Looking out of my window in downtown Tokyo I can see gentle specks of rain falling on the glass, but we have a little time to wait as yet. It's another four weeks or so until rainy season reaches the metropolis but it has already started in the southern islands of Okinawa according to the Japan Meteorological Office. Sometime yesterday. Spot on schedule. And how anyone can define the beginning of a season is beyond me but there it is. Rainy season is officially here. And to be fair, it will go out in the same fashion, with an announcement on TV, sometime in mid-July.
The actual cause of the rains is the slow progression north of the subtropical ridge as the ocean temperatures rise with the onset of summer. Everything really starts to happen after the spring equinox as the sun passes over the equator. The weather system creates the perfect conditions to mix cold, northerly air with the warm, moist equatorial flows. The result is wet. Not India monsoon wet, but persistent, daily wet. Though is you pertain from Oregon or the west coast of Ireland, you'll probably laugh and consider it a beautiful summer's day.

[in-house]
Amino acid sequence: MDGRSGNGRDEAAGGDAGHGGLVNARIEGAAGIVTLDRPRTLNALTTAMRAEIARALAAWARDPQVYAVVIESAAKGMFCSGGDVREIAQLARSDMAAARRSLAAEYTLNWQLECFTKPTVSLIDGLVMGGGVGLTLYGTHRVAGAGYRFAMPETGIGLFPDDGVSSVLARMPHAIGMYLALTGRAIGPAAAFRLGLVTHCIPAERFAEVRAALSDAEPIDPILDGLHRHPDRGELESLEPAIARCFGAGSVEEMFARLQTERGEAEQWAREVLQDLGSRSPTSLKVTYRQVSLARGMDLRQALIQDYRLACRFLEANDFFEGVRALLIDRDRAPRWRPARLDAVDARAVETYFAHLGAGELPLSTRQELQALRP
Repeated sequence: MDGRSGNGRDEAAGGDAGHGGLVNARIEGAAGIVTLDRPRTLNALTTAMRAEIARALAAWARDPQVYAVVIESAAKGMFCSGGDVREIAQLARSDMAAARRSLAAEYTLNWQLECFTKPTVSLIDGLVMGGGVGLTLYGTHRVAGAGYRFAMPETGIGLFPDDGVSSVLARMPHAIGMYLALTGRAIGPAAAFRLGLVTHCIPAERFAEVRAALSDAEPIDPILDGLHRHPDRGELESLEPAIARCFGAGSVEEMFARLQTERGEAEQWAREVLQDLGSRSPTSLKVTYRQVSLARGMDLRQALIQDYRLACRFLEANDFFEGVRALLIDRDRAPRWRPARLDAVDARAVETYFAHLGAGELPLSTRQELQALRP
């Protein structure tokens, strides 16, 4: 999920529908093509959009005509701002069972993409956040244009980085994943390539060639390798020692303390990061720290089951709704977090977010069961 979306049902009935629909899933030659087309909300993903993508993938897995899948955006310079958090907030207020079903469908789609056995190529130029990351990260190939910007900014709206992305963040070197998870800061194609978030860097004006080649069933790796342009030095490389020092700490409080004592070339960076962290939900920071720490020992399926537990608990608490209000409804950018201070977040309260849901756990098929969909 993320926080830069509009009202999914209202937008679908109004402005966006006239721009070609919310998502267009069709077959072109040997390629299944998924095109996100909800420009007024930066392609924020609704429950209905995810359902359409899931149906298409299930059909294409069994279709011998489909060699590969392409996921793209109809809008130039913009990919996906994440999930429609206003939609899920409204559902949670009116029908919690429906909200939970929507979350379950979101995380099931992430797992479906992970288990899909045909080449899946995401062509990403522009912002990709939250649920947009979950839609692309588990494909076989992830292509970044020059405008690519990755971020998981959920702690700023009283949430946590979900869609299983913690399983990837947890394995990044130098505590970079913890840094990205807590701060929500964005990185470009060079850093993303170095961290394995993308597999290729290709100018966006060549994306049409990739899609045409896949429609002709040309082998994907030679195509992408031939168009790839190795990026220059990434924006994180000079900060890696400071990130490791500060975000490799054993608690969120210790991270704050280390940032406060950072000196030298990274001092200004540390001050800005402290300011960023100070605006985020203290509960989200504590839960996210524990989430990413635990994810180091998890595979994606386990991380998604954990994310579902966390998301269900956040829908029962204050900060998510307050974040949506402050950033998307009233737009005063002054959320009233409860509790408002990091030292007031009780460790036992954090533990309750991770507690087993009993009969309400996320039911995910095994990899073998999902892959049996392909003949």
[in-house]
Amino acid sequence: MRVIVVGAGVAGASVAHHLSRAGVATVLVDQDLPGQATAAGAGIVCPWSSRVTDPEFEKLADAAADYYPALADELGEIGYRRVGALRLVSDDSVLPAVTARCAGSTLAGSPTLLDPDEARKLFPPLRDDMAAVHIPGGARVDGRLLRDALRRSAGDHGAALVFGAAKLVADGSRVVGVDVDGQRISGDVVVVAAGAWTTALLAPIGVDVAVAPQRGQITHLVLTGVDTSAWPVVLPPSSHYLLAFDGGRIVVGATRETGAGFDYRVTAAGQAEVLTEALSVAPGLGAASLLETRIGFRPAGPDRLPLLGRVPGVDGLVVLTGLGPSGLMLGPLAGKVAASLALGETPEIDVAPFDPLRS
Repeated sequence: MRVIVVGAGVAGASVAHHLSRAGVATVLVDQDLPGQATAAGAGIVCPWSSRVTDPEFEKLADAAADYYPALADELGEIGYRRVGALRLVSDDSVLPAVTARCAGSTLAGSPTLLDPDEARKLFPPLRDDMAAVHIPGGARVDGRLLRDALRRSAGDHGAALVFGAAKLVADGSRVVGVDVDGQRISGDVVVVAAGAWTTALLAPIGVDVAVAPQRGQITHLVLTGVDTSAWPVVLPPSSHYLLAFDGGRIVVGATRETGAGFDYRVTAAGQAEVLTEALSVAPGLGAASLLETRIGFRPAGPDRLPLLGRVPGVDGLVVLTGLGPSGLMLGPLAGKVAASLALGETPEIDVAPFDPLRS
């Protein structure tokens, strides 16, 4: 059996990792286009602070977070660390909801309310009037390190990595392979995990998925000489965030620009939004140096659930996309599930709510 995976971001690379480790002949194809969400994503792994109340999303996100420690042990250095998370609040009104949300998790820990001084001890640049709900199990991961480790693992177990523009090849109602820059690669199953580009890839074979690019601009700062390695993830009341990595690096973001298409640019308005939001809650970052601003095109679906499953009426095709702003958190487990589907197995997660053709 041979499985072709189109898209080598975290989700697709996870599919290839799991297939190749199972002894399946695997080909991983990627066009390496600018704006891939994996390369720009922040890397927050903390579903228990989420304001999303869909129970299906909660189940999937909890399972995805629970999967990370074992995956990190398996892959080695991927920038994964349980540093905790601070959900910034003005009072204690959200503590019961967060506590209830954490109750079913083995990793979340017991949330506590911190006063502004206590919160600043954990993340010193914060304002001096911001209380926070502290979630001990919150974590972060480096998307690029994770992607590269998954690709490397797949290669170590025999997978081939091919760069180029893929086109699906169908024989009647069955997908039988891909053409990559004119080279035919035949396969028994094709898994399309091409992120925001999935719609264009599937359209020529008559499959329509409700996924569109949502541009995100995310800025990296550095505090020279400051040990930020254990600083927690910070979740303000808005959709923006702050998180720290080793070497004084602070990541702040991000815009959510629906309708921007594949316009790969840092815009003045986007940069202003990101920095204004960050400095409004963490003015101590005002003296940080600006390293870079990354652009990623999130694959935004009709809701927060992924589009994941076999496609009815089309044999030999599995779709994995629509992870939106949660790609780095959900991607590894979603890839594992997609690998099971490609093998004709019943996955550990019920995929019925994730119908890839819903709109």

In Tokyo we'll see an uplift in precipitation in around a months time in early-mid June, continuing for nearly six weeks into mid-late July. And then it gets hot. Seriously hot. Neither rainy season nor summer are great times to visit Japan. It's both exhausting and particularly rubbish photo time with grey skies in the rain or terminal sweat in the sun. But then the typhoons will arrive. Clearing out the air, they blast through the islands in a matter of days, rarely pausing in their north-easterly march. You may see 20cm of rain in a single day, and I've seen the gusts literally turn peoples clothes inside-out. But it means the heat is over. So avoid the rain and the heat, come visit us in October, it's cool and you won't need an umbrella.